“I follow many motocross schools in Quebec and I have been very lucky to go to the United States in the winter to train and to attend some motocross schools.”
Part of his training is physical conditioning for endurance, a balanced diet for energy and “strong mental training to help me focus and to make best use of my peripheral vision,” he said.
“I also got my dad to exercise regularly and he now pushes me sometimes,” said Bosum.
His typical morning starts at 6 am on race days (usually Saturdays and Sundays) with a rest day on Monday (unless racing). Tuesday, Wednesday and Thursday the morning begins with 30 minutes of jogging or biking. After school he cleans and works on his bike. He then practices drills and techniques on the motocross track doing a few 20-minute races that helps him to improve his endurance. Then it’s home to supper followed by an hour at the gym or swimming pool. That’s followed by homework and a little TV before a 10 pm bedtime. Fridays are used for preparing the motocross bikes and traveling to the races.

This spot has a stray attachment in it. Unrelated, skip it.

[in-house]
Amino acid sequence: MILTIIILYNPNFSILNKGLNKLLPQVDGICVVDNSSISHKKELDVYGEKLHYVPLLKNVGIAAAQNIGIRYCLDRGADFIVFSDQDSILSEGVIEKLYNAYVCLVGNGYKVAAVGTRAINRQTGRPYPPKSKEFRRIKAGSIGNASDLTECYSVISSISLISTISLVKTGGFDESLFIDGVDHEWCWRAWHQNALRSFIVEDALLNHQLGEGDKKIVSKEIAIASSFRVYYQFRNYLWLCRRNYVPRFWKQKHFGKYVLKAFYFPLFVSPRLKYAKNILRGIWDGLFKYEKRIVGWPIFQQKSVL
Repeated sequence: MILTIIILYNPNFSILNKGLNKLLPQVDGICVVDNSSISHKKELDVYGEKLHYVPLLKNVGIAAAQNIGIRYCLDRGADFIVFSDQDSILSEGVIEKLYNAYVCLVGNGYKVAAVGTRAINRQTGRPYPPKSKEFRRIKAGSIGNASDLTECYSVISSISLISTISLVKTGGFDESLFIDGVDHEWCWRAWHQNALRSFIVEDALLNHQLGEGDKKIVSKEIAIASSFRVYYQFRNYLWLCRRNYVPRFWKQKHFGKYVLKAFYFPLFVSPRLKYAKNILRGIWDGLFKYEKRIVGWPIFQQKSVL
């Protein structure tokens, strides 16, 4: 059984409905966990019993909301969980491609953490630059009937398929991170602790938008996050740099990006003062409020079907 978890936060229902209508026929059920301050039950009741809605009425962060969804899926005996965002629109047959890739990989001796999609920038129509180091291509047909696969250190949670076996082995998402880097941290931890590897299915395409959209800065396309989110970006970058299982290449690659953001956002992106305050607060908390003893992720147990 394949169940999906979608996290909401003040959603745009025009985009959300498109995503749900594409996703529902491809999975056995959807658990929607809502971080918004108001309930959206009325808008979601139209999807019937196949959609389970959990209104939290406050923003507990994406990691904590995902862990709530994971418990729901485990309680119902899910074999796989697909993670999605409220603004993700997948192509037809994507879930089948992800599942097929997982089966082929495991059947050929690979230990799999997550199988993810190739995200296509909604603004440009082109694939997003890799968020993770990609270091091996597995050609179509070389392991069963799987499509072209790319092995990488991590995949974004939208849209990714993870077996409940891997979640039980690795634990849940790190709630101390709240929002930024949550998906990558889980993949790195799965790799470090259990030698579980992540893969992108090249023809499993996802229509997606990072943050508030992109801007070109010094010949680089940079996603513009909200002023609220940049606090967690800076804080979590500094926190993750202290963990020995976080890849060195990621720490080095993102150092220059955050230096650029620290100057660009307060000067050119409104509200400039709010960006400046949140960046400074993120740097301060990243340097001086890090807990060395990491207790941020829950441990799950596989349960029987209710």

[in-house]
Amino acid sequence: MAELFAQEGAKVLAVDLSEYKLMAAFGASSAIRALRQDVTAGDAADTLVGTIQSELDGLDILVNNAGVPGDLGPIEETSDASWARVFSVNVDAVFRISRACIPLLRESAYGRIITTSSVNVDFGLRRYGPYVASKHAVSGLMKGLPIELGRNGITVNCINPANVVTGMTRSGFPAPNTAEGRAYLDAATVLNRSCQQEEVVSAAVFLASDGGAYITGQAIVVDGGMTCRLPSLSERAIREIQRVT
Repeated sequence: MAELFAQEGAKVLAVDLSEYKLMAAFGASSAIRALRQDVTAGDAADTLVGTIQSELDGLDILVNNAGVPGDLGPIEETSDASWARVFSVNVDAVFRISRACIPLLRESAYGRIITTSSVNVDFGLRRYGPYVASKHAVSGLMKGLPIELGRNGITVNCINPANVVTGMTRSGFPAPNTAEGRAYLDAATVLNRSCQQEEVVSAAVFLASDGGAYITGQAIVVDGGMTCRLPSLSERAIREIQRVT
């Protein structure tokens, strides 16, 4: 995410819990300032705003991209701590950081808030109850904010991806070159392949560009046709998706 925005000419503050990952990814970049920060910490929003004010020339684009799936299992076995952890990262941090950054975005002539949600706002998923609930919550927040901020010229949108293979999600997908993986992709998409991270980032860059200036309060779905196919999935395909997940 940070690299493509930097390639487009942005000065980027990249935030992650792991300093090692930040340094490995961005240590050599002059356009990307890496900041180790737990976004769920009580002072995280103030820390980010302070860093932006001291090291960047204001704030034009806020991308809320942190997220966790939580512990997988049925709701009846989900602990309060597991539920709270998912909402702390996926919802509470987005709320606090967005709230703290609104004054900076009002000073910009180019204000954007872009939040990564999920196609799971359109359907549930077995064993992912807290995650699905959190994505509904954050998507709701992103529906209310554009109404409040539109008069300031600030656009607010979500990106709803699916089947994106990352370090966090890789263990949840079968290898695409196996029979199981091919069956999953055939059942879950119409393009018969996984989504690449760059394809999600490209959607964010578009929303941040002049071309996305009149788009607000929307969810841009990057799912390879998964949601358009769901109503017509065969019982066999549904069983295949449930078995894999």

Bosum says he wants to be the first Aboriginal champion in Canada. His plans do include continuing his education in either college or university.
When asked about the difficulty of going to school and enjoying such a difficult sport, Bosum said, “My teachers in Ouje are great and very helpful and supportive. They gave me work to do when I am away from the school, something like home schooling. So far I have passed my grades so I must be doing OK.”
Bosum says school-work is actually very helpful in the sport. “I use math skills when I have to calculate or measure things for my bike. I have to watch (monitor) weather conditions because it affects the performance of the bike,” said Bosum.